TRADITIONAL LATIN MASS INFORMATION
Welcome to the Traditional Latin Mass at St Mary's
If this is your first Latin Mass, or your first one in many years - Welcome!
Here are a few things that might help:
1. Latin Mass is like sipping a fine wine or perfect steak, it takes time to gain an appreciation. Don't expect to understand much the first visit.
2. Let yourself be an observer. Watch the priest, servers, and those around you. Listen to the choir. Don't focus on trying to follow along at first.
3. Don't be afraid of making a "mistake", we all have. Sit behind someone else and follow their gestures and movement to know when to sit, kneel, and stand.
4. Low Mass and High Mass - a Low Mass will only have two candles lit on the altar and the congregation kneels for the majority of the Mass. A High Mass will have six candles lit, and will include singing and incense.
5. The priest is facing towards God (in the Tabernacle) when praying and reciting the readings, and only turns to the congregation when he is addressing us. He is leading us to God and faces in the same direction to lead us in prayer.
6. Communion is received on the tongue whilst kneeling. If you have trouble kneeling, you may stand at the altar rail to receive Our Lord.
7. There are many great resources on the Internet to help you understand the Latin Mass but don't hesitate to seek out our celebrant or one of the ushers for assistance.
Most importantly - we are grateful that you have joined us in worship of our Lord and hope that you will come back again! Pax Christi!
A Short Guide to the Extraordinary Form Mass:
In the Extraordinary Form, the priest says most of the Mass in Latin (which is still the official language of the Roman Catholic Church). A booklet missal will be provided that contains the prayers of the Mass in both Latin (on one page) and English (on the facing page) to assist you as you pray the Mass. In addition, there will be a worship aid with the changeable parts of the Mass for that particular day, including the Scripture readings of the day and the Proper prayers (i.e. the prayers specific to that particular day) of the Mass. The priest will always preach the homily in English.
Direction of Prayer
The priest faces the tabernacle and the altar (symbolising the "liturgical east", in watchfulness of Christ's return) as he prays during the Mass. The reason for this bears a quick explanation. In facing the "liturgical east", the priest leads the congregation in prayer and, together, he and the congregation face the Lord in worship. This is known as celebrating Mass ad Deum (Latin for "towards God") or ad orientem ("towards east"), and it is not only an ancient tradition, but it is even the direction of prayer presumed by the rubrics of our current Roman Missal.
Periods of Silence
Silence allows us to pray and to reflect upon our relationship with God. It also allows us to listen as He speaks to us. People are quiet as they enter and leave the Church before and after Mass, to show reverence for the Blessed Sacrament reserved in the tabernacle and out of a respect to others who are praying. There are also periods of silence during the Canon of the Mass (i.e. the Eucharist Prayer) while the priest prays very quietly at the altar.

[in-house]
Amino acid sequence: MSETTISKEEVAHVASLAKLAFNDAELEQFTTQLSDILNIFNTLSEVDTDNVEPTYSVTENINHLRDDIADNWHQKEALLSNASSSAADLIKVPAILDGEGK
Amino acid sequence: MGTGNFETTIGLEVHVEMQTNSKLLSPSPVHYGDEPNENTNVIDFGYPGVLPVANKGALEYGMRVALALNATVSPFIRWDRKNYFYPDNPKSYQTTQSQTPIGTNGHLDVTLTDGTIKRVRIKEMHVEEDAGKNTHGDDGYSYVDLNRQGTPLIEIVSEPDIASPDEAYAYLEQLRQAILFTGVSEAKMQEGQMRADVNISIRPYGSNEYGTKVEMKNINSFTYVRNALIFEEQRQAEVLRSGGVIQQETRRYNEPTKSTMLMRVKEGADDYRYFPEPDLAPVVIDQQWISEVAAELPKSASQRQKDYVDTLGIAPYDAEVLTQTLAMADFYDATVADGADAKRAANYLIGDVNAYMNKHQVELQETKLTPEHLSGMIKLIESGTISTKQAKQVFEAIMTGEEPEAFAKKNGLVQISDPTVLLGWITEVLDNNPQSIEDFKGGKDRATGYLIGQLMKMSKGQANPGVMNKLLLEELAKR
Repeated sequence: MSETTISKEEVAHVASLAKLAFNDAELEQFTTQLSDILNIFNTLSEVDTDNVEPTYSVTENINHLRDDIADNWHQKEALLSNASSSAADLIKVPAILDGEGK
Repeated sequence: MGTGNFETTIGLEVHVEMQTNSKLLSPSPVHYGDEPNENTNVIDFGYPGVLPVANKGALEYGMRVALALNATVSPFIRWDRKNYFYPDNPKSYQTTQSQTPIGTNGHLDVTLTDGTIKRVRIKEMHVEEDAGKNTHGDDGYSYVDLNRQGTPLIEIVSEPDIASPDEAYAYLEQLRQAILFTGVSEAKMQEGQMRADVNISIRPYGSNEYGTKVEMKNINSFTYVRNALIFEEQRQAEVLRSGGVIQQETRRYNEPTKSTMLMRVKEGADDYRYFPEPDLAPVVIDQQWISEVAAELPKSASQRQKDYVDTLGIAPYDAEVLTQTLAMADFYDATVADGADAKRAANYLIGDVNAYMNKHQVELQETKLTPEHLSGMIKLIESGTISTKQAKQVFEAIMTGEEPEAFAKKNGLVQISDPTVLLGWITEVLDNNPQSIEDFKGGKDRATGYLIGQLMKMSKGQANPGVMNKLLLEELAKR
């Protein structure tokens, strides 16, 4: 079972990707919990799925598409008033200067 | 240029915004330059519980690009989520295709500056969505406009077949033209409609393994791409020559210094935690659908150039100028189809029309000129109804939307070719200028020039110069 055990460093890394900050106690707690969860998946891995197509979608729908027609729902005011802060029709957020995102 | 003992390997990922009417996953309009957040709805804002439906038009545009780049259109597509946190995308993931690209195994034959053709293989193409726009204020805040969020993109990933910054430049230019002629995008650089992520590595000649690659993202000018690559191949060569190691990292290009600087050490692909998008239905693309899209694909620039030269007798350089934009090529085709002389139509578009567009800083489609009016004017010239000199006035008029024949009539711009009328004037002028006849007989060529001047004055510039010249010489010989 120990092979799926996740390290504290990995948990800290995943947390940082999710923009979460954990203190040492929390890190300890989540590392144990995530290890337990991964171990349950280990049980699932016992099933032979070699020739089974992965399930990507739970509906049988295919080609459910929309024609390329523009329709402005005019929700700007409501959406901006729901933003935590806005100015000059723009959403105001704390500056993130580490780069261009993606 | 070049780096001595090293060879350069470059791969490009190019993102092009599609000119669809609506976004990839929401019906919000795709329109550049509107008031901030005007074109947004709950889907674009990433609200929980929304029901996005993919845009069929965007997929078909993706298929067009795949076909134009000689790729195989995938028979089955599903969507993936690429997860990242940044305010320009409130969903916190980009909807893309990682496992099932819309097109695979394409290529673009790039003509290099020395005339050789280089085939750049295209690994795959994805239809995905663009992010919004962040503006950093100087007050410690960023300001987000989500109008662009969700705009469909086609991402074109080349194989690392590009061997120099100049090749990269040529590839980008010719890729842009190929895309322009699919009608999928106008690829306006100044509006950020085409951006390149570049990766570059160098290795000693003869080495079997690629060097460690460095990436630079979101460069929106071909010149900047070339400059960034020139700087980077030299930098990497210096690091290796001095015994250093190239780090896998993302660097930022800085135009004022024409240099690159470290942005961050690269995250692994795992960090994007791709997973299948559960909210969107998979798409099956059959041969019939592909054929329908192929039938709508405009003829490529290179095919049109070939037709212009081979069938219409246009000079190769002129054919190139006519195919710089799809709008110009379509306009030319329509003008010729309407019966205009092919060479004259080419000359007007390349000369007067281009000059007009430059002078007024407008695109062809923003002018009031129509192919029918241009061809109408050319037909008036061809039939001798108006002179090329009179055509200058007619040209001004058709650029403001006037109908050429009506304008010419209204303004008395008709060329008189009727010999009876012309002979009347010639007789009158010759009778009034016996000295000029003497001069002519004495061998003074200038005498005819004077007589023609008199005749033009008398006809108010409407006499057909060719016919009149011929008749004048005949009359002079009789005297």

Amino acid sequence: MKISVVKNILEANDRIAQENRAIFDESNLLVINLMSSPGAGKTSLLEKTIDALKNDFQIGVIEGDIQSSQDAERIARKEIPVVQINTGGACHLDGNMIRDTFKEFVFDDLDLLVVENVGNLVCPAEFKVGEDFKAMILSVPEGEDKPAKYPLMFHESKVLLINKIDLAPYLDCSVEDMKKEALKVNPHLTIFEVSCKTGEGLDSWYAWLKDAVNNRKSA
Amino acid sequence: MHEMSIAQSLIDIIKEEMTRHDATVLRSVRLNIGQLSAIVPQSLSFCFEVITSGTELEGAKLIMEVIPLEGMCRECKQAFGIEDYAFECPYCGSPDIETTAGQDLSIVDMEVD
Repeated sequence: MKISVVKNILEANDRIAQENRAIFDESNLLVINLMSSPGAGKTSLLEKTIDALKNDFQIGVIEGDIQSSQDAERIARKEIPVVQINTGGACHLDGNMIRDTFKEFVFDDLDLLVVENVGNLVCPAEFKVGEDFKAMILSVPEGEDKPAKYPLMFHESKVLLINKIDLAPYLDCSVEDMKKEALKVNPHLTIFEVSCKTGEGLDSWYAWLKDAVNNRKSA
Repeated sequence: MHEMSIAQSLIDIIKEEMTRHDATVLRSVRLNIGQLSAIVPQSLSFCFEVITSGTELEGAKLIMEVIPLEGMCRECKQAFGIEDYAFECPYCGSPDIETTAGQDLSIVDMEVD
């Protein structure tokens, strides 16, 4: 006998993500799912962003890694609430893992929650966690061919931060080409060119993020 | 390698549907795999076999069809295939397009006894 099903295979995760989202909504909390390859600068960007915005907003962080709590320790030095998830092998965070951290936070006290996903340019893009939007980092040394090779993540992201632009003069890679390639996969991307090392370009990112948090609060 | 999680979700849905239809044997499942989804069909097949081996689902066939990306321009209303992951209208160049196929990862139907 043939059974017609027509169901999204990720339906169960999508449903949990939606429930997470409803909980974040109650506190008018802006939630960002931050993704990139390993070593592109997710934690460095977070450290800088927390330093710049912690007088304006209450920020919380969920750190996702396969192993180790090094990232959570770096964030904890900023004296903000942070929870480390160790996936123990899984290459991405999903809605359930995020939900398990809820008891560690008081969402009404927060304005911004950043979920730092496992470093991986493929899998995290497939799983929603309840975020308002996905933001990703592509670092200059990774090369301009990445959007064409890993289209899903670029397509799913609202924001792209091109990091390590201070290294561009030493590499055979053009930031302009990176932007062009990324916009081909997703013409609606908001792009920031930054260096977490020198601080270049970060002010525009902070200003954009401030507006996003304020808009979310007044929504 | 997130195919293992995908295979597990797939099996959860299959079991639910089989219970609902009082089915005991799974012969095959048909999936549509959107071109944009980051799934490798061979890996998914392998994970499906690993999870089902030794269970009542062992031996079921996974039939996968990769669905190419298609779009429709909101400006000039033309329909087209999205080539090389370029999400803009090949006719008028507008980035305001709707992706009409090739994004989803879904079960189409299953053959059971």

WHAT TO DO
Standing, Kneeling, Sitting
The booklet missal and worship guide that will be available will make it possible for you to follow along with the text of most of the Mass. If you are unsure when to stand, kneel, or sit, simply follow the instructions in the booklet missal. When all else fails, simply follow those around you and don't worry - most people attending the Mass are in the same boat you're in and no one is judging!
Responses and Participation
The most important form of participation for the congregation is interior participation - paying attention to the Mass while lifting our hearts and mind in silent prayer and uniting them to the prayers of the priest. However, if you are familiar with the pronunciation of Latin and want to join in on making certain responses, you may certainly do so wherever indicated in the booklet missal.
In the Extraordinary Form, those who are receiving Holy Communion normally do so on the tongue while kneeling at an altar rail. This posture symbolises the upmost respect for our Lord in the Eucharist. Those who are unable to kneel due to medical condition or age are certainly not required to do so, however all who are receiving Holy Communion do so on the tongue, not in the hands. Also in Extraordinary Form of the Mass, the person receiving Communion does not respond "Amen" or make any response to the priest when receiving the Eucharist.
As in the newer form of the Mass, a person who wishes to receive Holy Communion must be a baptised Catholic who is not "conscious of grave sin" and who "should have fasted for one hour" before receiving Communion. "A person who is conscious of grave sin is not to receive the Body and Blood of the Lord without prior sacramental confession".
What to Wear
We ask men and women to dress as they should for any Mass: with modesty and in a manner that is fitting to the occasion and that honours the real presence of Jesus Christ.
While it is not required, some women choose to wear a head covering or chapel veil during Mass. Doing so is a traditional and personal sign of humility and purity in prayer but it is, again, a completely optional devotion.
Traditional Latin Masses
Tuesday 19th November 12 noon
Thursday 21st November 12 noon
Saturday 23rd November 11am St Clement
Saturday 30th November 11am St Andrew
Saturday 7th December 12 noon Vigil Mass of the Immaculate Conception
Friday 13th December 12 noon St Lucy
Saturday 21st December 11am St Thomas, Apostle
Christmas Day 11.30am
Third Sunday Mass at 8.30am continues.
There may be other Masses but can only give them at short notice because of diary commitments.